In 2014/2015, it took NVIDIA 6 months from the launch of the Maxwell 2 architecture to get GTX Titan X out the door. All things considered, that was a fast turnaround for a new architecture. However now that we’re the Pascal generation, it turns out NVIDIA is in the mood to set a speed record, and in more ways than one.
Announced this evening by Jen-Hsun Huang at an engagement at Stanford University is the NVIDIA Titan X, NVIDIA’s new flagship video card. Based on the company’s new GP102 GPU, it’s launching in less than two weeks, on August 2nd….(continued)
Why This Matters
The enthusiast gaming market is headed in a bad direction. It was just weeks ago that Intel launched the new Broadwell-E 6950x. The 10-core monstrosity with an even more monstrous price tag attached that is more functional as a show piece to demonstrate your wealth than your computing prowess. But that’s a topic for another day. Today, we’re dealing with the new oddly named Nvidia Titan X. Which again…I could write an entire article on. But putting the name aside, this is a card that I’ve both been anticipating, and also dreading.
I started my Titan journey with the original GTX Titan. 3 of them. Watercooled. Voltage unlocked. Clocked at over 1.3GHz. While that number may seem small by todays standards, it allowed them to remain top end cards for almost a full 2 years. Because while the Titan Black that was launched had an extra SMM enabled, it wasn’t a significant difference, and the unlockable voltage on the original GTX Titan, which was not an option on the Titan Black, allowed it overcome its lower core count with a higher core clock. Even when the Maxwell GTX 980 came out, which was a significant architectural improvement over the former Kepler cards, they still only performed about 10% faster than my OG Titans. But then Then came the Titan X.
At roughly 2x the performance, and 2x the memory, I couldn’t resist. So I upgraded. Initially to just 2 cards. But ended up greatly missing the power of the 3rd card for pushing higher frame rates, so gave in and went back with a Tri-SLI setup. And I’ve been incredibly happy with them since I bought them. Except…well…there is no except. Overclocked to 1500MHz on the GPU, and 8000MHz on the memory, they can take all kinds of punishment with ease. The only real limiting factor is…DX11. And…DX12. The thing is, under DX11 you have relatively easy SLI implementation. Even if it’s not perfect, there are workarounds people share online for setting the correct SLI bits through Nvidia Inspector.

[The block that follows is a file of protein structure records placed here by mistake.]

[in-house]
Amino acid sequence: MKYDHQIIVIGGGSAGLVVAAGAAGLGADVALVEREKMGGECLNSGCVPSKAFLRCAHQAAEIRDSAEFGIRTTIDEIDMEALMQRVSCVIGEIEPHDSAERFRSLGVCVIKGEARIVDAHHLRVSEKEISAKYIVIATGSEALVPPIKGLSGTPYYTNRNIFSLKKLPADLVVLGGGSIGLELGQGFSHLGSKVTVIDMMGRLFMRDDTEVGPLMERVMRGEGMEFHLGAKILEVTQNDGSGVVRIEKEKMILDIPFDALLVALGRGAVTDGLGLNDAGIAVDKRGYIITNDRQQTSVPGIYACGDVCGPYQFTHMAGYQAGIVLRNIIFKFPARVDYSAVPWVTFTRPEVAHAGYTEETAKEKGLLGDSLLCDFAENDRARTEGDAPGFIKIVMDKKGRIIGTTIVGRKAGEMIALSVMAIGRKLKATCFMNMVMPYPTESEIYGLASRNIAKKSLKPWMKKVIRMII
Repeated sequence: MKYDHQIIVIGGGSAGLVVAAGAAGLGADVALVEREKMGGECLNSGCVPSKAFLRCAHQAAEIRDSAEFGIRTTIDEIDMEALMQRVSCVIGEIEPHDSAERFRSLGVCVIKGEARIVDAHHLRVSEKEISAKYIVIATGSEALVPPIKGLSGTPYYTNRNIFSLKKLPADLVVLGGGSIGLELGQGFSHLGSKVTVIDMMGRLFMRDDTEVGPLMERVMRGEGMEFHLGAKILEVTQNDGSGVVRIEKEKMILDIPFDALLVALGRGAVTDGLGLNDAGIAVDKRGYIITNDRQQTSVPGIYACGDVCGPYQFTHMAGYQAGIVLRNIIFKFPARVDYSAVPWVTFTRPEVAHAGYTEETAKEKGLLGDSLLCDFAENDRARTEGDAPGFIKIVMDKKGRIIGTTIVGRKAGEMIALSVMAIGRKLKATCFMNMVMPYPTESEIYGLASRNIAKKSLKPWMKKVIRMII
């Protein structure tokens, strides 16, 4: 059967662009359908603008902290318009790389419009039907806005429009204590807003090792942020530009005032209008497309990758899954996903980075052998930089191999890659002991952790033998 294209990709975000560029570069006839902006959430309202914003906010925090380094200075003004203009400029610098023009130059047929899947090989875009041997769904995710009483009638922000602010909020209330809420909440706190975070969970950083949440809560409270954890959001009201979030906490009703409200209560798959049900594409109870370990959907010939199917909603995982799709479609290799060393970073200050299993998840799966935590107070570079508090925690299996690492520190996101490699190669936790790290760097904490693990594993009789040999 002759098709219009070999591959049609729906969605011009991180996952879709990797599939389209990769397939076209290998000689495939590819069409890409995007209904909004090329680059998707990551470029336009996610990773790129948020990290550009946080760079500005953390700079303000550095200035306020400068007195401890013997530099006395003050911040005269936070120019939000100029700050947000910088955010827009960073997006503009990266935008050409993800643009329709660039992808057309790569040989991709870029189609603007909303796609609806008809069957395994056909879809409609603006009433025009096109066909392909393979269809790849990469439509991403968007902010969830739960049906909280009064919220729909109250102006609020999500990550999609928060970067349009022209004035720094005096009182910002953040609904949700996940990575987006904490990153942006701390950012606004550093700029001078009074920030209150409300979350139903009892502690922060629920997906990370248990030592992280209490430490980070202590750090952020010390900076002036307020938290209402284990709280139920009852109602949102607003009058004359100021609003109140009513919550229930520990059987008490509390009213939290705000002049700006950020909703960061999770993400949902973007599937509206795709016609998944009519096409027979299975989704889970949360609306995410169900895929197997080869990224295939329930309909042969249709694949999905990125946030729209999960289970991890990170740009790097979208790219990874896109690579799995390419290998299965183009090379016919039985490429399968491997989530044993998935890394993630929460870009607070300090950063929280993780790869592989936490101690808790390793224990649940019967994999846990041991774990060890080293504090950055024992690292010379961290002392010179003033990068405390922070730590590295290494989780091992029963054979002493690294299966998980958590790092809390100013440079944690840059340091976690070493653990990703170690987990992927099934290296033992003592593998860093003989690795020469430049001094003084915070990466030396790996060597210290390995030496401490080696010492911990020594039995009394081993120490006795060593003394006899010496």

But with DX11, you have significant CPU limitations. Workload distribution across cores is atrocious for many games. And DX11 draw call limitations absolutely kill open world games like Assassin’s Creed, Watch Dogs, Rise of The Tomb Raider, and Grand Theft Auto 5. DX12 fixes this. DX12 is incredible. DX12 is everything I’ve wanted in a graphics API for the past 20 years. It’s the answer to the question of why my consoles performed so much better than my PC, even with inferior hardware. But the problem with DX12 there is that proper implementation of Multi-GPU (SLI/Crossfire) is in the hands of the developer. And even games published by Microsoft, like Quantum Break, said that adding in multi-GPU support is outside the scope of their project. That it’s too much work for them. And Quantum Break is a AAA game, from I think the biggest or at least one of the biggest software companies in the world.